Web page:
Lawmakers strike back: COA auditors grilled in budget hearingBy Christian V. Esguerra
Philippine Daily Inquirer
MANILA, Philippines—The state auditors went to the House of Representatives on Friday to defend their proposed P8.4-billion budget for 2014, only to find themselves being grilled by House members displeased by the “errors” in the Commission on Audit’s (COA) special review of pork barrel releases from 2007 to 2009.
“If you make an audit report and it’s not correct, you destroy the reputation of people,” said Surigao del Sur Rep. Philip Pichay as he pointed to the “erroneous” portion of the audit report that said former Compostela Valley Rep. Manuel “Way Kurat” Zamora received and spent P3 billion in pork barrel.
Party-list member Jonathan de la Cruz (Abakada) raised a “point of order” when Commissioner Heidi Mendoza said she was not with the COA during the period covered by the special audit.
“That is precisely the reason why we had been asking that the chairman of the Commission on Audit should be here because she is the responsible officer,” De la Cruz said.
At the start of the budget hearing conducted by the appropriations committee, Camarines Sur Rep. Rolando Andaya, the committee vice chair, read out a letter from COA Chair Grace Pulido-Tan saying that Tan was in New York for “bilateral meetings … in connection with our candidature with the UN Board of Auditors.”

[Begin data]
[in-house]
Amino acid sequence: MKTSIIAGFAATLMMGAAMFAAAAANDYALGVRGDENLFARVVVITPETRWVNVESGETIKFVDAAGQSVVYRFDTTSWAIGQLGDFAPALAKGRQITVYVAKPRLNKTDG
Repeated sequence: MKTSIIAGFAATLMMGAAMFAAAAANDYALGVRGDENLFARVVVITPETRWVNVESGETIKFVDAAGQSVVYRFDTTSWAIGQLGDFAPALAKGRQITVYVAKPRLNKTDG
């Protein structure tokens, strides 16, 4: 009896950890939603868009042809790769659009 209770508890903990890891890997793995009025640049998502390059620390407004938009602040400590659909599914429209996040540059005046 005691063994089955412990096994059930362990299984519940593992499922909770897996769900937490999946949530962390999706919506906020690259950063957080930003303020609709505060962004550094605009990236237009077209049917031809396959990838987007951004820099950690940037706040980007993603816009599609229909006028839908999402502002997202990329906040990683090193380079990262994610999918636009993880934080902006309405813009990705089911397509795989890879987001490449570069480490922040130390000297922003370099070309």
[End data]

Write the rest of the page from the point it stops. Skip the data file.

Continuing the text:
De la Cruz insisted that Tan should face the congressmen, many of whom are caught up in the still-unfolding scandal involving the wholesale theft of the pork barrel, officially known as the Priority Development Assistance Fund (PDAF).
“The chairman should be here because she was the one who came out with those statements besmirching the reputation of Congress and [its] individual members,” he said.
“Imagine coming out with a report and insisting that a member of Congress, Congressman Way Kurat, was allocated P3 billion and she repeatedly came out with it in the newspapers,” De la Cruz said.
Andaya sought to calm De la Cruz, saying “my colleagues should find comfort in the correction made” by the Department of Budget and Management. He also noted that like Mendoza, the COA chair was not yet with the agency during the period in question.
Misamis Occidental Rep. Henry Oaminal asked Mendoza whether the alleged irregularities on the use of the PDAF between 2007 and 2009 were not detected by resident auditors of the implementing agencies involved in the scandal.
“If this happened as early as 2007, then it could have been detected in the year 2008. So there could have been no occurrence in 2008. Or even if there was no other occurrence in 2008, then it could have been committed again in 2009 and so forth,” he said.
“That’s why I’m asking if our auditors had been vigilant in bringing this matter to the higher-ups and to the concerned agencies,” Oaminal said.
Mendoza, who joined the COA in 2011, said she was not yet with the commission during the years covered by the special audit.
“But for those years under our administration, we commit to you, your honor, that we will be more vigilant in our job,” she said.
She said it was “possible that the postaudit had not yet covered transactions covered in the special audit.”